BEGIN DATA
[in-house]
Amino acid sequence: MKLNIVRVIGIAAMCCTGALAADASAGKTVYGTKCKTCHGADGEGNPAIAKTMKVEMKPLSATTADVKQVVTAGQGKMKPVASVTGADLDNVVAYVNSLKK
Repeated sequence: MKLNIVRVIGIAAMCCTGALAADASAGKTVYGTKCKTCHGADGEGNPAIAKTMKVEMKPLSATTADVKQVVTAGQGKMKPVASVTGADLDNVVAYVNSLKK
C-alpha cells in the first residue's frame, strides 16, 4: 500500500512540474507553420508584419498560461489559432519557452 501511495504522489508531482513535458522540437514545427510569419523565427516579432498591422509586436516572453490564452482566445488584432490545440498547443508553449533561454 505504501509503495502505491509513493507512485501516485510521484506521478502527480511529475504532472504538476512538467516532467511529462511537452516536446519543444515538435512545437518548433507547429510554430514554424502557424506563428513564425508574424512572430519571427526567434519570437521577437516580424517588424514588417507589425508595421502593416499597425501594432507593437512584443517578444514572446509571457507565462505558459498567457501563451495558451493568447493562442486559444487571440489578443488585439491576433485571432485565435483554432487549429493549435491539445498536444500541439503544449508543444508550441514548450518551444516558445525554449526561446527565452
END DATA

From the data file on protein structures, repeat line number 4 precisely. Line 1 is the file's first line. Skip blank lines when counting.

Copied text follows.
C-alpha cells in the first residue's frame, strides 16, 4: 500500500512540474507553420508584419498560461489559432519557452 501511495504522489508531482513535458522540437514545427510569419523565427516579432498591422509586436516572453490564452482566445488584432490545440498547443508553449533561454 505504501509503495502505491509513493507512485501516485510521484506521478502527480511529475504532472504538476512538467516532467511529462511537452516536446519543444515538435512545437518548433507547429510554430514554424502557424506563428513564425508574424512572430519571427526567434519570437521577437516580424517588424514588417507589425508595421502593416499597425501594432507593437512584443517578444514572446509571457507565462505558459498567457501563451495558451493568447493562442486559444487571440489578443488585439491576433485571432485565435483554432487549429493549435491539445498536444500541439503544449508543444508550441514548450518551444516558445525554449526561446527565452